Per my last post, we were looking at an SS but noticed they have a serious power requirement of 100A. Our other machines are at 40A so we figured 60A would get it. I know all about the "haas power" spindles so just wondering how much power they would really need at say 125% spindle loads? I realize that a 100A breaker will only hold 80A rms so I am hoping we can cheat this somehow. We may need to bump our power for that machine. Thanks
Are you going to run that machine at high load?
The HAAS current rating is probably for 150% spindle load. This load you can not sustain for very long. I am not where I can easily lookup what the HAAS ratings are.
I am not even sure you want or can run at 100% continuous duty.
I assume the 100 A is per leg of a 240 delta source. That is a VA input of about 13.8 * 3 = 41.4 KVA. As a resistive load 55 HP.
If the 100 A, is for 150%, then at 100% your load would be about 67 A.
From the HAAS site this looks like 20 HP at 100% duty. That is about 15 KW. At the moment I can not open the .pdf file.
What is the HP rating you are looking at for 100% duty cycle?
The above figures do not correlate very well.
Gar, you sound like a guy I can figure this out with. The thing is I talked to Haas and the machine has an 80A breaker in side so we are already down to 64A rms. I have worked in the electrical field and not too concerned about maxing my sire out as long as things are within "my" safe limits. IA 65A wire and an 80A breaker.
We push our other haas machines around the 140% range at times and hit about 27A. We are using rotary phase converters right now to so input side will be higher because of the split phase. I do not want to build more converter than I need for it because those converter suck SERIOUS power when at idle. Around .35A/hp. That number gets better under power but.
I guess I would not be all smiles if I popped a breaker under load but I can assume that 64A is a min supply for max load on this machine I would think. I would even think that 60A might be just fine all day. Haas has a jacked ass way of working the power numbers. Hell, if you just look at 30hp into amps, it is near 100A.
The total power into a balanced 3 phase resistive load is (V/2)* (2/sq-root 3) * I * 3 = (sq-root 3) * V * I .
P = 1.732 * V * I .
V is line to line voltage
I is current in one leg
P is total power in the three equal resistors.
Is it possible that there is a fairly serious power spike required whenever all 3 axis rapid at once, considering the high rapid speed, perhaps larger servo drives and motors?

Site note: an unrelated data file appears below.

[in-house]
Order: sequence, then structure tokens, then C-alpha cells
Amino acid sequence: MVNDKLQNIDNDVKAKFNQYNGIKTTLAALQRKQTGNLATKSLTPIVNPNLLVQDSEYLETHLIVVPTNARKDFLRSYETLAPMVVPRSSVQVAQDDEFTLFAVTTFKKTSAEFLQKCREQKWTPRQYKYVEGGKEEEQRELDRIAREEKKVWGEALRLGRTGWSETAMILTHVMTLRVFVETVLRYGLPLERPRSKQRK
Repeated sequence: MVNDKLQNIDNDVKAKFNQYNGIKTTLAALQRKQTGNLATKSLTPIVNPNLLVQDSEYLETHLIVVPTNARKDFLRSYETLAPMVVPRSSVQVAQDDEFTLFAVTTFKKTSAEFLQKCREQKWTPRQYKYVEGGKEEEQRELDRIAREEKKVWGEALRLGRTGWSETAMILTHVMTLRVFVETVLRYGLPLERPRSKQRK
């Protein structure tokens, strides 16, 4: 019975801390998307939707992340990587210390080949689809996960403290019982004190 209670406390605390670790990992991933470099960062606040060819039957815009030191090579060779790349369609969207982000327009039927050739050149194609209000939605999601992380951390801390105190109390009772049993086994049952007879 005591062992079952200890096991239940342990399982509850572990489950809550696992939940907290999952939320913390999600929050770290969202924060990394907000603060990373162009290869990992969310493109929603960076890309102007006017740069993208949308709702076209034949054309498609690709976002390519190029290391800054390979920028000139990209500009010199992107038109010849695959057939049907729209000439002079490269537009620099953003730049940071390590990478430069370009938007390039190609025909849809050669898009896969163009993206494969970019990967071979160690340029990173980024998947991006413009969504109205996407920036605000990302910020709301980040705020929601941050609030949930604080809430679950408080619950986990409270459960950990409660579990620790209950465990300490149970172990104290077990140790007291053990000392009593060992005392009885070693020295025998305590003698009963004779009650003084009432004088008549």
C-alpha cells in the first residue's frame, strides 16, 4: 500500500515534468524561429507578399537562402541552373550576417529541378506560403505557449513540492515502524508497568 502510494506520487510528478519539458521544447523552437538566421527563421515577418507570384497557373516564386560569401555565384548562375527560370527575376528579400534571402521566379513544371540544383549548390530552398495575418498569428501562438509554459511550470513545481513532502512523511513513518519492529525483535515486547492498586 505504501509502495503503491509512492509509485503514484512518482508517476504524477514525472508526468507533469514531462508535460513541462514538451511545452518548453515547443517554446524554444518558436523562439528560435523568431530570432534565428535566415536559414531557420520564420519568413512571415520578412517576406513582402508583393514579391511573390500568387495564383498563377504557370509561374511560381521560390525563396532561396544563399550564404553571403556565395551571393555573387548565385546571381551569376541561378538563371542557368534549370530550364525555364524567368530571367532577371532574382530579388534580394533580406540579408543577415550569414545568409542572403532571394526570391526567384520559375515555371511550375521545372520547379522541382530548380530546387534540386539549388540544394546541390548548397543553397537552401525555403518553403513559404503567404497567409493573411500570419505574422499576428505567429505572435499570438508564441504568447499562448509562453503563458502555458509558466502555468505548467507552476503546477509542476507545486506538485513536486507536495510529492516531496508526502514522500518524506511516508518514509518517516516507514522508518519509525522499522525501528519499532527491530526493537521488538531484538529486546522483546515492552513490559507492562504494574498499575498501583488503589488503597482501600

Is the spindle on this one counterbalanced or does it use a large Z axis motor instead?
I too am getting a VF-2SS and am as confused as you are Viper. More, actually, since I'm pretty much clueless about electrical stuff. I hope you don't mind me butting in your thread here.
Sellway said that the 80A breaker in the machine is a "slow burn breaker" if that means anything to you.
Well all breakers have a curve relative to amps over time. Most breakers cannot exceed 80% of rated continuous. Anything over that will be rated in the curve before it pops. The slow burn should still pop over 80% but hold out longer before doing so. That being said, I have not heard of the slow blow breaker so I will have to look into that.
Gar, I am just real confused as to how Haas calculates power. You are qouting specs for resistive loads. Shouldn't we be refering to inductive loads or is this because of the power VFD supply before the motors? I am seriously doubting that any real calcs will be accurate on the haas since they seem to over advertise there power as I understand it.
I'm very interested in what you find out Viper. Mine is going in my garage and will be running off an American Rotary 50hp phase converter, and they say I need to supply 200A single phase if the machine needs 100A three phase. Ugh. If that's true, I'll need to install a second 200A panel and I really wanted to avoid having PG&E come out. The machine will be here in about two weeks.
From my experience, machine tool builders overrate the electrical requirements by almost double. I would bet 50A service would run the Haas just fine.
The Japanese builders started this overrating stuff years ago. Conservative bastards.
I have (temporarily) 2 Mazak QT15's and 1 Mazak VTC16B running off the same 50A circuit. Never been a problem. But, if I went by Mazak's ratings, I would need well over 200A total to run these 3 machines. Go figure.
Viper, Haas rates spindle power the same way Sears rates ShopVac power.
Gar, I am just real confused as to how Haas calculates power.